History Of Electric Cars (1990-1999)
Article by Mark Trotta
The 1980s saw little in the way of electric vehicle development. Up until the popularity of today's Tesla, the Citicar/Commuta-Car was the single best-selling electric car in America.
Read: Electric Car History 1959-1989
First Modern Electric Car
Bob Beaumont, having been out of the EV business since selling off the assets of Sebring-Vanguard, was busy in Washington DC working towards legislation more friendly to EV builders and owners.
Sometime in the early nineties, Beaumont decided to get back into the EV business and formed Renaissance Cars Inc. to build a wholly new EV called the Tropica, a Sports Roadster.
By 1994, Beaumont had amassed enough money to start assembling 25 vehicles in Florida. However, only 16 pre-production vehicles were completed totally before they were forced to shut down production. Cars #17 and #18 were partially built at that point, but #19 through #22 were only frames with no body panels. There were two pre-production crash-test vehicles built along with the black prototype which made a total of 25.
Picture courtesy of Peter Crisitello
In early 1996, Renaissance Cars Inc. went into receivership and it's assets were auctioned off. The majority of the assets, along with the design and production rights to the Tropica were sold to a group of Renaissance Cars investors who founded Zebra Motors. They were working to produce an improved model for 1997 production called the "Model Z".
During this time, Renaissance Cars received investments from some notables including actor Don Johnson, who featured a Zebra on his TV show "Nash Bridges". The Blue Zebra seen here was driven in the TV series.
Picture courtesy of Peter Crisitello
Lack of continued funding, plus General Motors entry into the EV market, forced this endeavor to fail. The assets of Zebra Motors were eventually sold to another set of investors, who re-branded the company as Xebra Motors.
Only two Model Z Cars (both altered Tropica's) were built before Xebra Motors also failed. One is the Roadster seen on the Nash Bridges TV series, and the other was a partially completed Hardtop Coupe.
The GM Impact
In the 1980s, the California Air Resources Board (CARB) mandated that America's seven largest carmakers would be required to make 2% of their vehicles emissions-free by 1998, 5% by 2001, and 10% by 2003. Soon after, General Motors introduced the Impact, an electric concept car, at the 1990 LA Auto Show.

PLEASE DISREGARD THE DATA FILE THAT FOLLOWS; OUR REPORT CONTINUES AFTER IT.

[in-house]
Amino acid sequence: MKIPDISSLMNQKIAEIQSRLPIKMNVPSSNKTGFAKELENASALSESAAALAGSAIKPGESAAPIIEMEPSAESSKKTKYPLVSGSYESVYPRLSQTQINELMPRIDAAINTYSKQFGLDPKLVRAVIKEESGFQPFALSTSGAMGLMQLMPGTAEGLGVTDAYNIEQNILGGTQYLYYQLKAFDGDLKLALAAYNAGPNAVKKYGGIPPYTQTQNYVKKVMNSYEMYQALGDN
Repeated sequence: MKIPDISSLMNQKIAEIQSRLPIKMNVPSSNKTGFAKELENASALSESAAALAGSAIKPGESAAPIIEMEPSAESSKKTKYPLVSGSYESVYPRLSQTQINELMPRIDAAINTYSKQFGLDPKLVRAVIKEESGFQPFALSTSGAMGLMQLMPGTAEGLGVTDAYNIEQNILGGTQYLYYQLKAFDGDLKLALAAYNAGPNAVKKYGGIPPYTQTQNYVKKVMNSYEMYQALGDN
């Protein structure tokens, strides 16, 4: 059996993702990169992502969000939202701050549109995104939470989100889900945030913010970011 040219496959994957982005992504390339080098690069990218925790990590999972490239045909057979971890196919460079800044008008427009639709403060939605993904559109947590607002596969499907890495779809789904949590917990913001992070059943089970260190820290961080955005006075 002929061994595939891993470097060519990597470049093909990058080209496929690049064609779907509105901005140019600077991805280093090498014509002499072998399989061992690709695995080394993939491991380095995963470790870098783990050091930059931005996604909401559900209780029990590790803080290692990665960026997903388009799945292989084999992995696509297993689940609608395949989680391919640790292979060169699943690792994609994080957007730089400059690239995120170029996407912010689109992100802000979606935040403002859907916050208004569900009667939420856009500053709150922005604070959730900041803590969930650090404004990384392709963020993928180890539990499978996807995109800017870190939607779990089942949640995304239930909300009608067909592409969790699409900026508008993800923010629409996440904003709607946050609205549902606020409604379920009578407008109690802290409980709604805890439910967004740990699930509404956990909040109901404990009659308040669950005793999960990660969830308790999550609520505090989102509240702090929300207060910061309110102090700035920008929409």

Developed by a company called AeroVironment, the GM Impact was an electric-powered sub-compact car. After receiving favorable reception for the concept car, GM produced and leased the EV1, which was largely based on the Impact concept car.
General Motors EV1
Produced from 1996 to 1999, the EV1 was the first mass-produced electric vehicle of the modern era from a major automaker. Dimensions were 169.7" (4,310 mm) in length, 69.5" (1,770 mm) in width and 50.5" (1,280 mm) in height. The car's 3-phase AC induction electric motor produced 137 horsepower at 7000 rpm.
The two-door EV1 was designed from the ground up to be an electric vehicle. To make the car lightweight and more dent resistant, body panels were made of plastic rather than metal. It was also one of the first production vehicles to use aluminum in the construction of the frame.
Within a year of the EV1's release, leasing programs were also launched in San Francisco and Sacramento, California, along with a limited program in the state of Georgia. Approximately 288 (?) cars were built during 1996-1999. By 2002, 1,117 EV1's had been produced. They were not available for purchase, and could be serviced only at designated Saturn dealerships.
Demise Of The EV1
In late 2003, General Motors officially canceled the EV1 program, repossessing and scrapping most of them. About 40 were delivered to museums and educational institutes with their electric powertrains deactivated.
Several theories prevail about the cancellation of the EV1. Some say that the program was doomed when expected breakthroughs in battery technology did not happen soon enough. GM stated that parts, service, and liability regulations were to blame. Others claim big oil companies had a hand in their demise.